For the products being curated, placement on Faire can fuel explosive growth. “Right when we hit the 100-store mark that I was going for, we got onto Faire’s marketplace and basically loaded all of our accounts into there,” said Dushi of Graza. “It’s very much a discovery tool. Faire is a machine. I think we just passed 500 accounts.” He broke it down for me: Faire handles the payments for the orders, charging a small fee (“I think it’s 3 percent,” he said) for one-day delivery of the funds or paying within 30 days for no charge. Faire takes a commission for any sales it brings in but not on accounts Graza finds. “Just the fact that we ship and collect 100 percent of the dollars from these independent stores is incredible for a business,” Dushi said. “If we didn’t have that, I would have to hire someone to be doing outreach, calling these people and making sure we get a credit card and can get paid, and chasing them if we don’t.”
I told him Graza was no longer sounding like a small business to me. “Look, we’re not shy about saying that our goal is to get this product into as many people’s hands as possible. Of course, that’s what we’re trying to do,” Dushi said. “We’re a ‘small business’ because our business is small. We would love to be a bigger business.” He mentioned Walmart as a potential spot for his olive oil: “We really see and are trying to call bullshit on the quality of product that’s out there and to show that you can deliver a really, really high-quality product to the masses.”
To be fair, what is a small business where boutique spices or condiments are concerned? “Perhaps we as an industry need to rebrand the term,” suggested Richmond, the CPG researcher. “Compared to a food corporation, these brands are small,” but when “compared to a farmers’ market almond-butter stand, they are the corporation. At what annual-revenue threshold or retail distribution is a brand no longer considered small?”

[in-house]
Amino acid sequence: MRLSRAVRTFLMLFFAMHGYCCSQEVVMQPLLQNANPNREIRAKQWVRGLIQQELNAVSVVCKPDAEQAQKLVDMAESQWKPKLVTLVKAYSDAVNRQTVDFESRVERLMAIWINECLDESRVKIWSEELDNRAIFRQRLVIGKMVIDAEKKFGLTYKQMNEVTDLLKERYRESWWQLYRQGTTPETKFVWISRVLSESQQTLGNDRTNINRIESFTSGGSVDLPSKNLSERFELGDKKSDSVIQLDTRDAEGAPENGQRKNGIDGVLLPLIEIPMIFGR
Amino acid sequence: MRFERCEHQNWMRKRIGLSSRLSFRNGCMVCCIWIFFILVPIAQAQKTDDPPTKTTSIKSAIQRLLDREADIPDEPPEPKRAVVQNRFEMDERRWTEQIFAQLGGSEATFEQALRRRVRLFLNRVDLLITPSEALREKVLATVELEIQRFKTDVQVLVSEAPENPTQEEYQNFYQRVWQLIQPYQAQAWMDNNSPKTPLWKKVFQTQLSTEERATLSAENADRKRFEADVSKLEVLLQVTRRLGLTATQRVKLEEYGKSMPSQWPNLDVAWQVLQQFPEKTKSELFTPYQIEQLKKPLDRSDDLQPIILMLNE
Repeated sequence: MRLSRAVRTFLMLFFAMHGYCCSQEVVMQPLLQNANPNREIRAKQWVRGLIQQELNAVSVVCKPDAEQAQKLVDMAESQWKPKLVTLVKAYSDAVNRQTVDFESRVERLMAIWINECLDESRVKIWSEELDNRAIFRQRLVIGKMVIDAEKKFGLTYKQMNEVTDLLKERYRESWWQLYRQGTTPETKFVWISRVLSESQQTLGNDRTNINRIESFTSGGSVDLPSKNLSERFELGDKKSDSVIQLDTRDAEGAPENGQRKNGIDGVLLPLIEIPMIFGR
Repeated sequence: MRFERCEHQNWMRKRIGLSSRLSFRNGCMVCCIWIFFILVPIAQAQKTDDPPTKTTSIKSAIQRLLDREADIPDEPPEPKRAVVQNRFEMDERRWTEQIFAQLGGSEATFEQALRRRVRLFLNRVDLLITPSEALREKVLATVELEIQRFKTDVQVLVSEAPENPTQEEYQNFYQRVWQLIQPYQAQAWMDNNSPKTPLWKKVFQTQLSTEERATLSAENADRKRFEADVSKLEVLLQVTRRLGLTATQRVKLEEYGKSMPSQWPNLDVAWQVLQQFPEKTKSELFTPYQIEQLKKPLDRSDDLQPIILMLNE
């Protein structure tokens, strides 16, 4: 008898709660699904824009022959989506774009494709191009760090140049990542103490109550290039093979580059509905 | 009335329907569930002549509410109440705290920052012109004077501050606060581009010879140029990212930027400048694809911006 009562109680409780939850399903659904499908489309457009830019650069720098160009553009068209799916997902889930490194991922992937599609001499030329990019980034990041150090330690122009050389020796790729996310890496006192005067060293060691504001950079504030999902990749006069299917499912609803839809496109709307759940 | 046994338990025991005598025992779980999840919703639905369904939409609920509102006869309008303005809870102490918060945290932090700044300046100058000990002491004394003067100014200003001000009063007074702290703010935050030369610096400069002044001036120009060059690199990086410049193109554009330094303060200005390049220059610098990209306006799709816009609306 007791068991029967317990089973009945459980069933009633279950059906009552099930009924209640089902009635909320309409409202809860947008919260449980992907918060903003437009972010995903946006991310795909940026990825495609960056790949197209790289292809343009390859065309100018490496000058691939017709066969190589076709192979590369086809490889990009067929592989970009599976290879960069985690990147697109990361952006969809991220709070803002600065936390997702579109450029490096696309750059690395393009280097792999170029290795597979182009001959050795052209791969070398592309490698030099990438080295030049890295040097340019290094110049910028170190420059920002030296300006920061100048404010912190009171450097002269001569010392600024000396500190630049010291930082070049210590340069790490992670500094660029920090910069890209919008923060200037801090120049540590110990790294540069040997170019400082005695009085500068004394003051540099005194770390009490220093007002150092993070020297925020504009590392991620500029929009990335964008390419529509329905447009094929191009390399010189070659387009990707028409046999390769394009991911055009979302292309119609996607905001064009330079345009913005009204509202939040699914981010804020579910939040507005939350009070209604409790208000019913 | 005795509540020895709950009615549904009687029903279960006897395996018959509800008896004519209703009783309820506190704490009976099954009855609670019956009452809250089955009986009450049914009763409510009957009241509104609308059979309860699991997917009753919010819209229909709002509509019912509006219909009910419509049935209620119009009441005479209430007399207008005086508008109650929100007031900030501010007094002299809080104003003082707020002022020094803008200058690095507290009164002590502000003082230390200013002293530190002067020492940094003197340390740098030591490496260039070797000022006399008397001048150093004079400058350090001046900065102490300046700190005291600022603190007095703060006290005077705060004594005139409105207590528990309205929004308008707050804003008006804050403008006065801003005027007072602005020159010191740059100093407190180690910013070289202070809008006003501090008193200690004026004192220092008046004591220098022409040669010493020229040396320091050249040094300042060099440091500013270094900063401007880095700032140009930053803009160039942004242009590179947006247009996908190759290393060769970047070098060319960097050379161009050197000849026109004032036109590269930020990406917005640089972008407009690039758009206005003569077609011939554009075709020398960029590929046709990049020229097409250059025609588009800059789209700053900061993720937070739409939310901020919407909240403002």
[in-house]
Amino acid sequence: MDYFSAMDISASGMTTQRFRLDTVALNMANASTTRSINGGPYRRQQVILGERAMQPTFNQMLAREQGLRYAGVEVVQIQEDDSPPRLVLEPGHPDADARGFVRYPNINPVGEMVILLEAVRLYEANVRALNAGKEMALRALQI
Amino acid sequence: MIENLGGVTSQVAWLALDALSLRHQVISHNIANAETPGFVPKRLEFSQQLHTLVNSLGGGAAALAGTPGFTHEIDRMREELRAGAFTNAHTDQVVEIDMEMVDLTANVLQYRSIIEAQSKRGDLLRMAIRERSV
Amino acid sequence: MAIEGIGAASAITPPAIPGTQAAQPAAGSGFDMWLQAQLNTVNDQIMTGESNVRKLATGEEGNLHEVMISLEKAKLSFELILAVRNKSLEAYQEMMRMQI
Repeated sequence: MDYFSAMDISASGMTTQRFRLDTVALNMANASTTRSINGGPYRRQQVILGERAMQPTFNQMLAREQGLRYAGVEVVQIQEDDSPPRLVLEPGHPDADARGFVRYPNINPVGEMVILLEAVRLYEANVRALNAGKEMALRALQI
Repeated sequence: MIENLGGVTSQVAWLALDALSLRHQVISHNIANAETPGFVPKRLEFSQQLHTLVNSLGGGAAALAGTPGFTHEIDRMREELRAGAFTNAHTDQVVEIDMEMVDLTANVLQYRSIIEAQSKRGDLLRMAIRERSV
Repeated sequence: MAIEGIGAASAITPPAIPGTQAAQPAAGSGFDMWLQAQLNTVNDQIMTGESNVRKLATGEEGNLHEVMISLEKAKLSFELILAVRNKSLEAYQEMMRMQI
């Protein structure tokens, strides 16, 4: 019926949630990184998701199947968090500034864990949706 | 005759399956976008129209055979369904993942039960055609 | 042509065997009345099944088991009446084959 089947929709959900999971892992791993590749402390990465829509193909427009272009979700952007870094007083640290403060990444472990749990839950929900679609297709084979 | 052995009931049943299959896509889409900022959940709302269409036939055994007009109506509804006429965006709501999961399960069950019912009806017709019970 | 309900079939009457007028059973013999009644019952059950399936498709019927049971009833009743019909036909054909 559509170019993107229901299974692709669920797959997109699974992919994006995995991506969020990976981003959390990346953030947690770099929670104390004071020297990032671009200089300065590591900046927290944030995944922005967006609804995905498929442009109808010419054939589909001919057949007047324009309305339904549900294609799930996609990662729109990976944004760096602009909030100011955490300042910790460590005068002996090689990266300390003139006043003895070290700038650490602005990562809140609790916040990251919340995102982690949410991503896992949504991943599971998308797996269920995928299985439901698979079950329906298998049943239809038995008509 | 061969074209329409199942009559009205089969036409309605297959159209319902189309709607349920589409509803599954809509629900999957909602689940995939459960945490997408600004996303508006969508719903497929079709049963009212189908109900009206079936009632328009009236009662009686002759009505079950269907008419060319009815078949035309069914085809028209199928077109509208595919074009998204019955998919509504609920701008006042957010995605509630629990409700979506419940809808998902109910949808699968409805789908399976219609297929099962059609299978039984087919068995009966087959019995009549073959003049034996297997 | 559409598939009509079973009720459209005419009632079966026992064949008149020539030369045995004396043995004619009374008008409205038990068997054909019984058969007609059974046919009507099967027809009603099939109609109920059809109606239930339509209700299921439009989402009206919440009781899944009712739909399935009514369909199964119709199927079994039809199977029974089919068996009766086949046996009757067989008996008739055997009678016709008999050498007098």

Sana Javeri Kadri, the founder and CEO of Diaspora Co., is less eager to see small disappear from the description of her popular spice company. I asked about a 2022 Forbes story that championed a $2.1 million financing deal with Pentland Ventures. Via a PR rep, Kadri told me, “We are absolutely still small! When we were hawking turmeric and cardamom only, we were pre-small.” Though pre-small was a new term to me, Kadri did concede that her business is growing quickly: “We now have sustainable capital from values-aligned investors. We have a board! But those things only came five years in, last year. But when you think about the systems and ‘industry’ that we work every day to disrupt — pardon that term — we’re still very much David with a well-aimed slingshot.” I noticed the careful wording she used to finish her message. “I feel confident that Diaspora will feel like a small business for a long time because community building takes a long time.”
As I talked to people for this story, Diaspora was among the names, along with Fishwife and Graza, that came up repeatedly. I asked Navarro of Wine + Eggs if she was concerned about the potential for a homogenous landscape of specialty stores. “It is a little scary, but I think it’s never been my main source of discovering new products or sourcing,” she replied. “I love finding brands by word of mouth, by meeting people or stumbling upon them at a market.” But if every market starts to look like hers, where will any of us go to find something truly new?
“The rise of fancy pantry in just about every retail environment is something I’ve been watching closely,” said Big Night’s Lewin. She said she had seen Fishwife for sale at a textile store in Hudson, an observation that stood out because I had seen the same seafood for sale in the same store and similarly clocked it. “I was flabbergasted,” Lewin said, “not just because so many shops on that street carry Fishwife but because it’s a rug store.”